In her own 1992 memoir, Nancy's daughter, Patti Davis (pictured together left in 1996) referred to her mother's pill popping habit and admitted she used to steal the tranquilizers Miltown, Librium, Valium and Quaaludes from her her bathroom
Nancy Reagan (center) with son Ron Reagan Jr. and daughter Patti Davis are pictured arriving at Gates Kingsley and Gates Moeller Murphy funeral home in Santa Monica after President Reagan's death in 2004
She wrote that she believed the Just Say No campaign was a 'subconscious cry for help' from her mother.
The new biography also lifts the lid on Nancy's close friendship with Frank Sinatra.
According to Tumulty, nobody she spoke to suggested there was a sexual relationship between the two, but there was a clear 'emotional dependence that seems to have gone both ways.'
The singer had gotten to know the Reagans while Ronald was governor of California, and he was one of the first people who Nancy called after the attempted assassination of the president in 1981.
Sinatra canceled the rest of his shows at Caesars Palace and flew to Washington immediately to be by Nancy's side.
Tumulty writes that Sinatra was 'someone Sinatra turned to as well during difficult times.'
Sinatra's daughter, Tina also called the former first lady a 'close confidante' of her father who turned to Nancy during rough patches in his marriage to his fourth wife and widow, Barbara.
Tina wrote in her memoir that during one point his father and the first lady were 'speaking every night, at an appointed time and my father was pouring his heart out.'
In exchange, Sinatra got the 'legitimacy he craved' after the Kennedys threw him out of their circle in the 1960s due to his links to the mob.
The new book also sheds light on the Reagans close relationship to Frank Sinatra. The couple are pictured at an event with the crooner in 1980
Sinatra was so close to Nancy that White House counsel Fred Fielding got wind that they were discussing the possibility of giving him a formal role in the Reagan administration, perhaps overseeing the arts.
Fielding said Nancy told top level staffers that Sinatra should 'come into the government in some way, shape or form.'
'So I said: "Well bring him over" and he came walking in and we chatted for a bit,' Fielding said.
'I said: "Listen I think this is so great you're willing to serve, and I'll tell you what, I'm going to get you the forms and I'll walk you through them and I'll help expedite the FBI background investigation of you".'
But at the mention of the FBI, Deaver, the deputy chief of staff, 'found it hard to stop himself from breaking out in laughter' - and the idea never came into fruition.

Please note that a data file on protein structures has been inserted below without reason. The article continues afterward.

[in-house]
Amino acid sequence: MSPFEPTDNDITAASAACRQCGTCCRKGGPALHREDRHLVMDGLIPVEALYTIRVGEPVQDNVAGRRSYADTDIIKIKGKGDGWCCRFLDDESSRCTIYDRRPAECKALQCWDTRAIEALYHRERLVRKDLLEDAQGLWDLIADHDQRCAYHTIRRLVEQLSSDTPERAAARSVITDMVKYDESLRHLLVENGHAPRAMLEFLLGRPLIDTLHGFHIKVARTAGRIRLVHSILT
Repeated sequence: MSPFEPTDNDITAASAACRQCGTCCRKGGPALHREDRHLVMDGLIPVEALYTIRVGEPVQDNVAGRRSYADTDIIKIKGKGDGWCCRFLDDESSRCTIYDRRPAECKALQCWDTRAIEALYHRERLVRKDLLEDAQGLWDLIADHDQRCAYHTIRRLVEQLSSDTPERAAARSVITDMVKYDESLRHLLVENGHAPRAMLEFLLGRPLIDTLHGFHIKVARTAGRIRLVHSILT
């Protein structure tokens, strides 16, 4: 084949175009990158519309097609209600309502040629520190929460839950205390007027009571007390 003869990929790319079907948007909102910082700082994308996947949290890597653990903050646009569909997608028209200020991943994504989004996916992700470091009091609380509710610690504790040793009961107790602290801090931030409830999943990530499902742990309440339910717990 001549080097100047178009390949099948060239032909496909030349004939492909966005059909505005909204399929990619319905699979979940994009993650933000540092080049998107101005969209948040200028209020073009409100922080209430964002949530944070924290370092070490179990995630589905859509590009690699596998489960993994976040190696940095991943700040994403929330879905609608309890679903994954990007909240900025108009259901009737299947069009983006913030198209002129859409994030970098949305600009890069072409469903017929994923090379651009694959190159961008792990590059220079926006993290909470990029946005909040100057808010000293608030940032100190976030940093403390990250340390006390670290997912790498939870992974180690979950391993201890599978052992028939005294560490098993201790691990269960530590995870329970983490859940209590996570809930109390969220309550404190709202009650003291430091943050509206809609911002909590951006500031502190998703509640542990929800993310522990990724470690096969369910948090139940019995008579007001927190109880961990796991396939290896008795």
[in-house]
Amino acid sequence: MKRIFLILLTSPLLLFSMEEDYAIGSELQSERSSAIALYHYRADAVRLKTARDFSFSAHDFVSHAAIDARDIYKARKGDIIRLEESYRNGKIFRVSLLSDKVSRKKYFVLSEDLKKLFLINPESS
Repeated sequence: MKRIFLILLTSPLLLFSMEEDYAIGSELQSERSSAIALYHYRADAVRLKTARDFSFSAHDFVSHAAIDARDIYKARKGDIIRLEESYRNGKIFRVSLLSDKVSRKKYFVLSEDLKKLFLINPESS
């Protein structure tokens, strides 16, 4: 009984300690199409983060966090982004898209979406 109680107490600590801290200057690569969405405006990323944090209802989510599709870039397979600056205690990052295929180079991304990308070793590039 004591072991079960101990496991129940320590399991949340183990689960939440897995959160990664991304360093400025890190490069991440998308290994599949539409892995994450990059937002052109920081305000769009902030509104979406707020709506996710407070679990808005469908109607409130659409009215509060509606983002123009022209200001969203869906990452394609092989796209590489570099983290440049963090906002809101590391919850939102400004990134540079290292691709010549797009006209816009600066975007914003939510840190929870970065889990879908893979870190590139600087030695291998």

Among the blackest stains on the Reagan legacy is the president's failure to handle the AIDS crisis in the US - which Tumulty reveals was partly due to homophobia.
It was not until 1985, about five years into the epidemic, that the Reagan administration even uttered the name of the disease and only the death of actor Rock Hudson, who had AIDS, appeared to have changed their minds.
White House press spokesman Larry Speakes recalled that in private Reagan trafficked in gay stereotypes.
Reagan's conservative policies caused tension between him and his four children, some of whom ended up campaigning against him. His relationship with his eldest son Michael (pictured right during his funeral) were the most fraught and led stepmom Nancy to make an extraordinary offer when Reagan neared the end of his life
The Reagan family at Rancho del Cielo near Santa Barbara, California, November 28, 1985. Standing (L-R): Bess Reagan, Patti Davis, Paul Grilley, Cameron Reagan, Nancy Reagan, the President, Colleen and Michael Reagan, and Neil Reagan. Foreground, (L-R): Ron, Doria, and Ashley Marie Reagan
After his weekly shampoo, Reagan would flick his wrists and adopt a lisping voice to say: 'I washed my hair last night and I just can't do a thing with it.'
'He does a very good gay imitation. He would pretend to be annoyed at someone and say: "If those fellows don't leave me alone, I'll just slap them on the wrist!",' Speakes said.
Reagan's conservative policies such as cutting welfare payments also caused severe tension with his four children, some of whom ended up campaigning against him.
Relations with his eldest son Michael were the most fraught and led stepmom Nancy to make an extraordinary offer when Reagan neared the end of his life.
She was so 'fearful' that one of their children might sue the estate after she and Reagan were dead that she offered the children a financial incentive, the book claims.
If the children agreed to waive all rights to challenge the will, they would get double their inheritance, or $200,000.
But Reagan's son Ron said he was 'offended his mother would even ask such a thing', as it implied she didn't trust him or thought she was after his money.
'I reacted badly to that' and refused, as did Michael,' he said.
Nancy tried to change Ron's mind by saying it was 'really more to do with Michael than anybody else', as Ron put it.
He said: 'They were worried Mike was going to sue the estate which indeed turned out to be a well-founded concern.'
He declined to give further details because he had signed a nondisclosure agreement but sources said that Michael did threaten legal action at least twice, after his father's death in 2004 and Nancy's death in 2016.
The terms were renegotiated giving him a greater share than he would have otherwise received, the book claims.
The Triumph of Nancy Reagan, published by Simon and Schuster, is available to purchase now